These three have resulted in a substantial expansion of provider capacity and you're seeing that already translate into revenue growth which is outpacing where we thought we would be this quarter. And so our intent here is to lean into that capacity that capacity is really is the ability for us to serve more homeowners. And so we're going to be making investments that levers that capacity and lean into growth as we exit this year and as we get into next year. And that's where we believe we're going to be at 25% which is again ahead of where we thought we would be next year from a revenue growth standpoint.

Joey Levin

Brad is going to go into Vimeo in just a moment.

Glenn Schiffman

Just look on the capacity, just put some numbers around what Brandon said, you know the efforts that we've gone throughout the year in terms of increasing cap at the point of sale, increasing cap with SPs in months. Last quarter I think we said we increased cap 31%, this quarter we increased cap 34%, you've seen our --

Brandon Ridenour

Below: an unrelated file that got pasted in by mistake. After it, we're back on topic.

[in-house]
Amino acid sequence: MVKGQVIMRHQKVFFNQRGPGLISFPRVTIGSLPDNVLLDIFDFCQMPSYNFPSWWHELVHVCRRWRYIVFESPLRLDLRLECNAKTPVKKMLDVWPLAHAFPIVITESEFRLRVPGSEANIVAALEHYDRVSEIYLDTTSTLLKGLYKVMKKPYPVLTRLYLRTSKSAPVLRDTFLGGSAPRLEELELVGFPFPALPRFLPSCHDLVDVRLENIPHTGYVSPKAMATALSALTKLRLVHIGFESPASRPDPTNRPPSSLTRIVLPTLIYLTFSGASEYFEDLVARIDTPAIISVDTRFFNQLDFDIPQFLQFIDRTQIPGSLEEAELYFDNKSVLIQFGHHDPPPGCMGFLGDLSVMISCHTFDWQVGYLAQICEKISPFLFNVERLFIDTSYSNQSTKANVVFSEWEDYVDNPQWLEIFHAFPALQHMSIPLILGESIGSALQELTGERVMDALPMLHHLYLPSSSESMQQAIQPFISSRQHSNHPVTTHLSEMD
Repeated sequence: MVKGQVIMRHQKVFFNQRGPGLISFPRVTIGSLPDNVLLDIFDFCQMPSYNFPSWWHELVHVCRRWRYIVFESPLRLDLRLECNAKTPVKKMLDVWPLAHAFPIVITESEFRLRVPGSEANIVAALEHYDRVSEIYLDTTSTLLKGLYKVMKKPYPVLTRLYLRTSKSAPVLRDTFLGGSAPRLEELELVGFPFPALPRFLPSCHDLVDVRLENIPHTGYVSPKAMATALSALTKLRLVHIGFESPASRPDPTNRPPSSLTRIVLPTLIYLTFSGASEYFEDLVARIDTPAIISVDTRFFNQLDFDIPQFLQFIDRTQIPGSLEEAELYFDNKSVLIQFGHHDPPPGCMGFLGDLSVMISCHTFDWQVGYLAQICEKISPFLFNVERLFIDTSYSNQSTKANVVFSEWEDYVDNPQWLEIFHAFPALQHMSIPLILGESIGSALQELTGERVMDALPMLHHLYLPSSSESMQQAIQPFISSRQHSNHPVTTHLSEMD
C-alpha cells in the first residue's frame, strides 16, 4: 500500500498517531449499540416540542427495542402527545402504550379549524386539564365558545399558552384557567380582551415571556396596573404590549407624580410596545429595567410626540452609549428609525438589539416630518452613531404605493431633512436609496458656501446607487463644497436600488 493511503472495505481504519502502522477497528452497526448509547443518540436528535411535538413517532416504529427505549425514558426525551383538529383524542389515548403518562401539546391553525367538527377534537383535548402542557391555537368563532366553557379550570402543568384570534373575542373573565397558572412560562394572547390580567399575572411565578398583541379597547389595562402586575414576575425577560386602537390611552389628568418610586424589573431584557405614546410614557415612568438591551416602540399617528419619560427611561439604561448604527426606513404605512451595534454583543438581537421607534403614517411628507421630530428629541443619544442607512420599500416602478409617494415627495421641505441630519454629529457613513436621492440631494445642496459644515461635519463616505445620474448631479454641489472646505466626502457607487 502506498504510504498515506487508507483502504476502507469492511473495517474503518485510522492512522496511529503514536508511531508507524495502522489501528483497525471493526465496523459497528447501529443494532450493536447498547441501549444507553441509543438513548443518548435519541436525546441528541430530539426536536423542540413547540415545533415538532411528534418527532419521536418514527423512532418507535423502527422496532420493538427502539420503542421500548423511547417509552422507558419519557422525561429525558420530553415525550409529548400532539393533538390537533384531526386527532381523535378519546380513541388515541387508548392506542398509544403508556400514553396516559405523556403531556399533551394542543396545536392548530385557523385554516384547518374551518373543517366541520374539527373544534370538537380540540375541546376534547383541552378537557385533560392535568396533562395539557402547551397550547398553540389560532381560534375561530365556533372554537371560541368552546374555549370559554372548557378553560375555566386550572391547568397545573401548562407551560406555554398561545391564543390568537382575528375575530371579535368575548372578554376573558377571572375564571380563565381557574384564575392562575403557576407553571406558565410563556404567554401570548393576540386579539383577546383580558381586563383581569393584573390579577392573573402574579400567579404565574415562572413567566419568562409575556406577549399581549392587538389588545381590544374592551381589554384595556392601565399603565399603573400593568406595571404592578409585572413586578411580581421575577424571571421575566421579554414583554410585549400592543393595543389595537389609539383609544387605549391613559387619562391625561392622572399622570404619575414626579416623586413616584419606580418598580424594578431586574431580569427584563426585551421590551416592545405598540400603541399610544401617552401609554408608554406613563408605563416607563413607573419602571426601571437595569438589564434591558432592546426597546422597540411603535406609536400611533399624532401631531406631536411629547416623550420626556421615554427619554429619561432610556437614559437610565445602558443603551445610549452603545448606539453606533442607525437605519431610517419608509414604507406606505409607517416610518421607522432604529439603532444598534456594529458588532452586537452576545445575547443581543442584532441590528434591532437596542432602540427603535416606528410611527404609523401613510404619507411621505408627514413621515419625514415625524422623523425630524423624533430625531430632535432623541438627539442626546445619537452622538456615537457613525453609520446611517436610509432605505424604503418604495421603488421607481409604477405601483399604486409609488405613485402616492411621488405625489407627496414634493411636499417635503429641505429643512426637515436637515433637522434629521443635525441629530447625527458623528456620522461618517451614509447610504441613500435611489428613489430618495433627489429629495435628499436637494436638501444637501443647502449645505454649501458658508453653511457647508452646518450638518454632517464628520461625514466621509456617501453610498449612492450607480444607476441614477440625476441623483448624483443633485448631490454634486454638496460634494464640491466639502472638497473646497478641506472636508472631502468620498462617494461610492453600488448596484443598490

Yes, cap is capacity for service professional to spend with us.

Glenn Schiffman

Yes. And you've seen our marketplace revenue growth 28% in the first quarter, 31% in the second quarter, and 33% sorry 36% in the third quarter, and we feel great about how that capacity works through the system. Brandon also talked about the Austin product which is been rolled out about 85% of our SRs and 50% of our SPs who have opted into the Austin product. So we feel good about that trajectory, that trajectory is continuing.

We also talked and I will little use the word synergies that they're kind of no longer synergies because really running the business on a combined basis. But remember the traffic that we're getting from the Angie's List side, that SR path we put on the Angie's List side which helps margin throughout a lot of this year. As we lifted the supply capacity, we think that will begin to help us on the revenue side next year and we're going to invest marketing in that could now obviously be rewarded with revenue growth.

And then of course with Handy, there will be slight increase in our revenue growth as a result of adding the Handy business into the fold, a very small compared to the overall ANGI Homeservices, ANGI Homeservices business that will be slightly accretive to growth.

Brandon Ridenour

And just from a broader perspective, what we’re really trying to do in this business is change consumer behavior. Our biggest competitor here we think is offline word of mouth in 90% of the market and we think we have the product in a place now it gets better every day but we have the product in a place now where our user experiences a -- user experience that is compelling. And the more people we can expose experience the more we think we can shift that offline to online migration and I think is really our priority right now.